Let me tell you a story…

That’s the way my strategy professor at business school introduced us to vision and mission.  And that’s what the most effective presentations do, IMO: tell a story.  However, many of us technical and semi-technical folks feel nothing but fear and trembling when we’re asked to “put together a deck.”

To that end, Jonathan Becher here passes along some great tips on creating compelling presentations from Nancy Duarte.  Duarte makes three points that Jonathan summarizes neatly. We too often:

  1. Try to make presentations serve as documentation.
  2. Skimp on preparation.
  3. Misuse or ignore visual design principles.

While I haven’t read the book, the post’s summary and the video clip sure make it sound appealing.  In particular, I like the practical guidance — e.g., the “Post It” approach — that Jonathan passes along.  I can testify to this method’s effectiveness in condensing thoughts into single points, which can then be moved around into a coherent story.

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2 Responses

  1. Paul,

    One of thje best approaches to “building a deck” comes from Cliff Atkinson’s “beyond bullet points.”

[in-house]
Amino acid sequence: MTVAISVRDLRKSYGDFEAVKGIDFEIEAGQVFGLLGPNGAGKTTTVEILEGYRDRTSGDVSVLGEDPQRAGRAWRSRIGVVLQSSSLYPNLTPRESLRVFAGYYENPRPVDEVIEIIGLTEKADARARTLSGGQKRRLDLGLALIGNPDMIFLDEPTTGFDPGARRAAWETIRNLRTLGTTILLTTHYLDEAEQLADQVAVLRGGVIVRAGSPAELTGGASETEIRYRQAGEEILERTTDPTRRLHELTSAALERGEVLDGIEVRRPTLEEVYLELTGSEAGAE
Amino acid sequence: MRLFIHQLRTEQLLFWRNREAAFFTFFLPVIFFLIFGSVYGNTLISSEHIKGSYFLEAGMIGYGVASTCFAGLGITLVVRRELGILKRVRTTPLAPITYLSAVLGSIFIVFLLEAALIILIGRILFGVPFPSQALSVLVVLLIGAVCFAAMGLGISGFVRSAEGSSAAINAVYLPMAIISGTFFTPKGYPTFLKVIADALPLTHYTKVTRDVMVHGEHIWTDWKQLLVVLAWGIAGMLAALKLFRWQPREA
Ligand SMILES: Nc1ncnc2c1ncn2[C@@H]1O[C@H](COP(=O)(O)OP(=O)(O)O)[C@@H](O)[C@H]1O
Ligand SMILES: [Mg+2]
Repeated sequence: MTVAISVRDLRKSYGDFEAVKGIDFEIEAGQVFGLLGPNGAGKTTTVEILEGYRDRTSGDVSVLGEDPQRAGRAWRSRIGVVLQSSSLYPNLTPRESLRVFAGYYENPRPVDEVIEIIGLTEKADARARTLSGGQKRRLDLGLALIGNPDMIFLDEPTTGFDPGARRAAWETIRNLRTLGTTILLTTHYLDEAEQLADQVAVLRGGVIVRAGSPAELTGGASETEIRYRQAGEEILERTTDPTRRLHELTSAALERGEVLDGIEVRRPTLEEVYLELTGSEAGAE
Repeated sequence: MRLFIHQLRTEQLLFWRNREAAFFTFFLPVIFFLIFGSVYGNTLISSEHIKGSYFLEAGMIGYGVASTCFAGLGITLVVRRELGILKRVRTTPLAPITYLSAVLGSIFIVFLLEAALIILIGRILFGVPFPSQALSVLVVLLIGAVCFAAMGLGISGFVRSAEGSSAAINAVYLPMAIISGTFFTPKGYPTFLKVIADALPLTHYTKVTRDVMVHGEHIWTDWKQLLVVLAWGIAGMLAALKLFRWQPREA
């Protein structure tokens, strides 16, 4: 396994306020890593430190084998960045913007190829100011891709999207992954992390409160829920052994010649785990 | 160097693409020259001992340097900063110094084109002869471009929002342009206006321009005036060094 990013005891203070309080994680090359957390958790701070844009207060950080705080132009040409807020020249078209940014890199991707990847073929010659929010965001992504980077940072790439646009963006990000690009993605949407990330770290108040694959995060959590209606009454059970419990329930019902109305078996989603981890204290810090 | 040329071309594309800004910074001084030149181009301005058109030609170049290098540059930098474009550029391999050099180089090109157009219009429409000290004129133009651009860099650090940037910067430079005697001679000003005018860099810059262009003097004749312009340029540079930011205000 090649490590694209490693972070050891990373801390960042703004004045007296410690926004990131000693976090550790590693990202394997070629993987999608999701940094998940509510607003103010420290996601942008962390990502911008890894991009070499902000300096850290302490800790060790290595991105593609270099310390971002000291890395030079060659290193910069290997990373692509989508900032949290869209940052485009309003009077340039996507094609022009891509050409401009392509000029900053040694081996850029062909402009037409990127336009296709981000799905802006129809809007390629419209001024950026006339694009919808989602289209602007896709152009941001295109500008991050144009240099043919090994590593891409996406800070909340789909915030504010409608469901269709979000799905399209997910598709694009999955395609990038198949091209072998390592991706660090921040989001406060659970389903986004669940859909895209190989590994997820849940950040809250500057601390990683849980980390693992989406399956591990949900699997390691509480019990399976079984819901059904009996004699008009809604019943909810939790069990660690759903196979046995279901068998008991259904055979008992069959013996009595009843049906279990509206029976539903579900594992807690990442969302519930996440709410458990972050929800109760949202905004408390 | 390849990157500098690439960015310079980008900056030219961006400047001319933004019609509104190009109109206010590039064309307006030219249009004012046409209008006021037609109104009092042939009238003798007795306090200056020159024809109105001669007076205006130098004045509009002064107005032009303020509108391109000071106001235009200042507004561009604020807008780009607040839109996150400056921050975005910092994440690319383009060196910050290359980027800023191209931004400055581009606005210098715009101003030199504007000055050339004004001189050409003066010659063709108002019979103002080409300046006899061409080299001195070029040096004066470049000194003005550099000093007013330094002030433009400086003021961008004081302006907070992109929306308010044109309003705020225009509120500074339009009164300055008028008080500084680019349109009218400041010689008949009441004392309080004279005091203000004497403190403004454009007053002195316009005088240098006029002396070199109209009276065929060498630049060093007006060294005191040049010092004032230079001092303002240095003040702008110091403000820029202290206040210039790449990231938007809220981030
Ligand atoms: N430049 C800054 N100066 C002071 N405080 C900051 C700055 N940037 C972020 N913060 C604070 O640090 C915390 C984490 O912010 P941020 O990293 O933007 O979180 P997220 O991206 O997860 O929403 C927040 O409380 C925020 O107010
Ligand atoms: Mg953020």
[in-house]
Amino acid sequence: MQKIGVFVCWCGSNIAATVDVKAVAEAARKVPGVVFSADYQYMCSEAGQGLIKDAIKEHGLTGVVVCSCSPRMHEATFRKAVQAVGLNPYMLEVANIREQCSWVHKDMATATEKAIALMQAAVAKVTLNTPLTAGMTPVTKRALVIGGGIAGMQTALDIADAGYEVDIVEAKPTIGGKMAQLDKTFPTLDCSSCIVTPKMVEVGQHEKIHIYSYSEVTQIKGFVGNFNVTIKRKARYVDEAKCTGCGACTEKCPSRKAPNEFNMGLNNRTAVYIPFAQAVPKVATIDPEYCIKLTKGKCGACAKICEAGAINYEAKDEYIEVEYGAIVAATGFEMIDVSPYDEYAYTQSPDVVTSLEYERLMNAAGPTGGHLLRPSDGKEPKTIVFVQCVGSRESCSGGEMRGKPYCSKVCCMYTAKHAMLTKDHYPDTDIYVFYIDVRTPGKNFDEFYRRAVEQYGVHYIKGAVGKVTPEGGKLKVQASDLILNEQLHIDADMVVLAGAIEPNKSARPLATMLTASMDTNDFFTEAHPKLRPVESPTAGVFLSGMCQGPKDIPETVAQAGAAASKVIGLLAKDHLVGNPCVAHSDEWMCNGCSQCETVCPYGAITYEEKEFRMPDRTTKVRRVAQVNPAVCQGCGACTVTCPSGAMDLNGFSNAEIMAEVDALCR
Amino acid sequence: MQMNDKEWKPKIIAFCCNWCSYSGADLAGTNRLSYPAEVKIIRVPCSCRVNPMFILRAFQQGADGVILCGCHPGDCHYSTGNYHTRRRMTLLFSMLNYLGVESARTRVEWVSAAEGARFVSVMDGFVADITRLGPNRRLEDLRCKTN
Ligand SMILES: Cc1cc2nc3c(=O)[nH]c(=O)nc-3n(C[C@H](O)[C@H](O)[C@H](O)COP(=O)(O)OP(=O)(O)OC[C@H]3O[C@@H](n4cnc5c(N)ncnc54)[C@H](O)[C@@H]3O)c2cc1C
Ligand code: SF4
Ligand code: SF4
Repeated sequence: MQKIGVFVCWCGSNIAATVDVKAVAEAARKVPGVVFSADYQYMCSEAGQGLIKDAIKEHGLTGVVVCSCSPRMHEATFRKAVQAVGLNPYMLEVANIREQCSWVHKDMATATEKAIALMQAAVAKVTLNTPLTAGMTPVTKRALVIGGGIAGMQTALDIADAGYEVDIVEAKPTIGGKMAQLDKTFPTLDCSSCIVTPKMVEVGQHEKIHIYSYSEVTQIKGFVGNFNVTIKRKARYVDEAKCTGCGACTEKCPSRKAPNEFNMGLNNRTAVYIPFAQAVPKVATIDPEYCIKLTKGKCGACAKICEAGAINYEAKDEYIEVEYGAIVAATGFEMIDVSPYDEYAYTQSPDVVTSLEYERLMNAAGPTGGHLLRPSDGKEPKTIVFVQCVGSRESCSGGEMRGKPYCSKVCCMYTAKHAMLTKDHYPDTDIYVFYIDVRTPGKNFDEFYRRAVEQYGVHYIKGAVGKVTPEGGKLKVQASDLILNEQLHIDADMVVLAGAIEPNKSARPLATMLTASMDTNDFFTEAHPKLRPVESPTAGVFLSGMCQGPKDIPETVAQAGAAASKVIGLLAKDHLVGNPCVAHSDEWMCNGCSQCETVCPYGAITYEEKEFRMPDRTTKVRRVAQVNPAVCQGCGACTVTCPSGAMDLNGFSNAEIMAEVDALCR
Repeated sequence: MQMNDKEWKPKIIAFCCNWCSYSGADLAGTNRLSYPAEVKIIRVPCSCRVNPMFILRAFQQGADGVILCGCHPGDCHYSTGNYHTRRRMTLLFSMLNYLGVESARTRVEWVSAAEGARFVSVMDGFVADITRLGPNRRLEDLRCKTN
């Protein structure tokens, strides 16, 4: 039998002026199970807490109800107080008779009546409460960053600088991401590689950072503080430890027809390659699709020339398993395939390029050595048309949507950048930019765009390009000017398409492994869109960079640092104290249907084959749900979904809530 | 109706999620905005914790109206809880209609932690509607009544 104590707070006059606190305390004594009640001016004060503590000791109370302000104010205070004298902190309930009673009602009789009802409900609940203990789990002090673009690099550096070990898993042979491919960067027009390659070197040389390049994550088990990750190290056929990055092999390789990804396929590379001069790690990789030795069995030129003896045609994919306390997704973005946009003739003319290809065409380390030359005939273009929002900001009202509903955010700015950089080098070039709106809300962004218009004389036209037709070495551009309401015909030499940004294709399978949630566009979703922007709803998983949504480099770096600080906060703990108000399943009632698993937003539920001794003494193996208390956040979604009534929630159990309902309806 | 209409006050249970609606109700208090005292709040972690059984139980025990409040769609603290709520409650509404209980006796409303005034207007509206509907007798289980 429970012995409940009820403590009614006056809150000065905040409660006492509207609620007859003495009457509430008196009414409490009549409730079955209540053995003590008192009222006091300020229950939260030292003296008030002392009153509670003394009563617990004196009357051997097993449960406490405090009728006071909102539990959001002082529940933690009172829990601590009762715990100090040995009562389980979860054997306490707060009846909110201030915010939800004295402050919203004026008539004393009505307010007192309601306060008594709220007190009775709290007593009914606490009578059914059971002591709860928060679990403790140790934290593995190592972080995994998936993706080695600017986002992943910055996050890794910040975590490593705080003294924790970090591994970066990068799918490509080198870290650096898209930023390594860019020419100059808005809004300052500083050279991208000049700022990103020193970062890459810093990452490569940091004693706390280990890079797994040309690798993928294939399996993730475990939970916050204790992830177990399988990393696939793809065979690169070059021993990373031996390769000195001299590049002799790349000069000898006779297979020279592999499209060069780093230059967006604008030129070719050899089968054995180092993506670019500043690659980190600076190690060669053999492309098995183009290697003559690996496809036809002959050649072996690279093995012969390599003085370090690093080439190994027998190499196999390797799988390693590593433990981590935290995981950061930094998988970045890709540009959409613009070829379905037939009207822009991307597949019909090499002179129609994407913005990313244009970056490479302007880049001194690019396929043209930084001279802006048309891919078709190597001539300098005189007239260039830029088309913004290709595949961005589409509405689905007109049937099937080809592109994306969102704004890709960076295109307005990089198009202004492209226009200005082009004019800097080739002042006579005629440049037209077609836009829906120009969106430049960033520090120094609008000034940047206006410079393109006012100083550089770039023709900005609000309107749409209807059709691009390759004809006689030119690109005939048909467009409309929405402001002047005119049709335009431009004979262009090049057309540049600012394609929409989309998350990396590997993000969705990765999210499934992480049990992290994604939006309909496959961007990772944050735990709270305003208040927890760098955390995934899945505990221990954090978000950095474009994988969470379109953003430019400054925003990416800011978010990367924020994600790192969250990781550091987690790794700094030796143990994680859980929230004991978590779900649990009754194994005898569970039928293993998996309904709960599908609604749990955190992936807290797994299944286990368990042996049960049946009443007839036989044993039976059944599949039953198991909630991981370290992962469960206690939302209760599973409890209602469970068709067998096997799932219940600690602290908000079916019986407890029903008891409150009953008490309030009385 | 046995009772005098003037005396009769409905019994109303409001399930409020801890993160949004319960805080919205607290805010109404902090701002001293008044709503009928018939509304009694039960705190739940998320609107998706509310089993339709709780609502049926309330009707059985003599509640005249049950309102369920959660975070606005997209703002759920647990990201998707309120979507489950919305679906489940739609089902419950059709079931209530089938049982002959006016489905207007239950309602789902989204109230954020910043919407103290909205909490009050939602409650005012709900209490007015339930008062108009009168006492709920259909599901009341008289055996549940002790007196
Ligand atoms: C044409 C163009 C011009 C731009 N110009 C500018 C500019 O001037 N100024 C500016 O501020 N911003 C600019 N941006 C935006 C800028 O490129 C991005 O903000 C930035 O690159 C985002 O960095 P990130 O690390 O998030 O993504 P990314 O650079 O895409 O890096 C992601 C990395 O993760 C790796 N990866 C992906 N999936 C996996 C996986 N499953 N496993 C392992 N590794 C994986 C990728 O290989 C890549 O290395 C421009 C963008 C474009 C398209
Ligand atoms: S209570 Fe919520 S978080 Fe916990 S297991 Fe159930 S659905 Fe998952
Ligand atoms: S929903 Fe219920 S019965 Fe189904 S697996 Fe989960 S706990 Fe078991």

The first edition of the book is better in my opinion than the second.

    In the 1st edition the deck is built using the 3 act greek play paradigm.

    Act 1
    The setting – where are we
    The protagonist – who’s involved
    The imbalance – what’s wrong
    The balance – what does right look like
    The solution – how can we make it right

    Act II – tells this story on more detail
    Act III
    The crisis – what’s going to happen if we don’t fix this
    The solution – how can the solution advert the crisis
    The climax – tell the punch line
    The resolution – tell how it all turns out for the good in the end

    There are numoerous examples on Cliff”s web site and blog.

    We use this approach to “focus” the techies on a real story. Using BBP it becomes crystal clear if your “play” is not very good.

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